MyBlueCity is going digital | Interview #17 | The EMODnet Project
EMODnet– Unlocking European marine data for everyone
Ana Ferreira (BioMarine Community Manager)
We know that marine data availability, despite being highly valuable, is not only scarce but also profoundly scattered. Moreover, the information that ends up being available is (understandably) provided in different formats, decreasing its comparability and use potential. To face these challenges, the European Commission Directorate-General for Maritime Affairs and Fisheries (DG MARE) funded the European Marine Observation and Data Network (EMODnet) - a long-term initiative to unlock fragmented and hidden marine data resources and to make these available to individuals and organisations, facilitating management and investment in marine activities.
We got the chance to talk with our community members Alessandro Pititto (EMODnet Human Activities Coordinator) and he told us the details behind the Project and what will be the next steps! Rita Araújo (Scientific officer at the European Commission’s Joint Research Centre) provided us some additional information about the section on algae producers in Europe.
What is exactly the EMODnet Project and why is it so useful?
This is definitely a complex question, as the EMODnet Project holds many ramifications to provide a myriad of data sets separated by different thematic. However, and before getting there, it’s important to understand what’s happening on the backstage! Alessandro explained us that “The Project was (and is) built by a network of organisations that work together to observe the sea, process the data according to international standards and make that information freely available as interoperable data layers and data products”. So, why is this important? Alessandro resumed it perfectly by stating their motto “Collect data once and use it many times”. This means, as Alessandro explained, that – “We harmonise and make available existing data to the great benefit of all marine data users, including policy makers, scientists, private industry and the public. It has been estimated that such an integrated marine data policy will save at least one billion euros per year, as well as opening up new opportunities for innovation and growth”.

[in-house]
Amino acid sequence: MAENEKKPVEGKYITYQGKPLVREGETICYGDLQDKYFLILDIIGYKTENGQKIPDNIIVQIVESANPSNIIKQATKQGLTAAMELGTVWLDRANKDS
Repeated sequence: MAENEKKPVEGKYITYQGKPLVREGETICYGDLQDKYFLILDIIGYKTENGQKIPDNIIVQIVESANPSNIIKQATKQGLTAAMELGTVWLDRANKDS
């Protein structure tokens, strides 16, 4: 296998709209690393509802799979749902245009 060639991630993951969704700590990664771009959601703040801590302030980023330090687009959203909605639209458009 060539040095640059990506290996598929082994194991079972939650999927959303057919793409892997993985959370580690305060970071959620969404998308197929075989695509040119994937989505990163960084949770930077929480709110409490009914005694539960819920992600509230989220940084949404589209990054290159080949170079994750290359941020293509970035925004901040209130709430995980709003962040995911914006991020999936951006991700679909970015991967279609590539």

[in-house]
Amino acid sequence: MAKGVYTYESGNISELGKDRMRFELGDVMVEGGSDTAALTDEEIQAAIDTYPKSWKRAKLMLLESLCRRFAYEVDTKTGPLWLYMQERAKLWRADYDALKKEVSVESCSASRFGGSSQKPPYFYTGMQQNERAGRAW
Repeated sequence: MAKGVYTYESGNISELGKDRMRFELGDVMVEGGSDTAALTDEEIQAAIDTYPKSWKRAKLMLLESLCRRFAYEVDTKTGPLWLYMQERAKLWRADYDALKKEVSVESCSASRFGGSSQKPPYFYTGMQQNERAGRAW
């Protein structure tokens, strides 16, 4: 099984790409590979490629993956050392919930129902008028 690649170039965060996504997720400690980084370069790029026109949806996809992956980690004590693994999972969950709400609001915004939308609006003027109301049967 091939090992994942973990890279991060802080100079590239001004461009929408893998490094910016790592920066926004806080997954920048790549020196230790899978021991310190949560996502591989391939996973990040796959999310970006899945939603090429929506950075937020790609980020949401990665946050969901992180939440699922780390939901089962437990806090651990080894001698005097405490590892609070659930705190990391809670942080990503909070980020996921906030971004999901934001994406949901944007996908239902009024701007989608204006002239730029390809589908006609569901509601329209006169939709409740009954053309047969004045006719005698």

Available data from everyone, to everyone!
Inside the EMODnet Project, it’s possible for everyone (yes, everyone!) to "have access to European marine data across seven discipline-based themes: Bathymetry, Geology, Seabed habitats, Chemistry, Biology, Physics and Human Activities”, says Alessandro. He continues to explain that “For each of these themes, EMODnet has created a gateway to a range of data archives managed by local, national, regional and international organisations, through which users can have access to standardised observations, data quality indicators and processed data products, such as basin-scale maps”.
A special section for Algae producers in Europe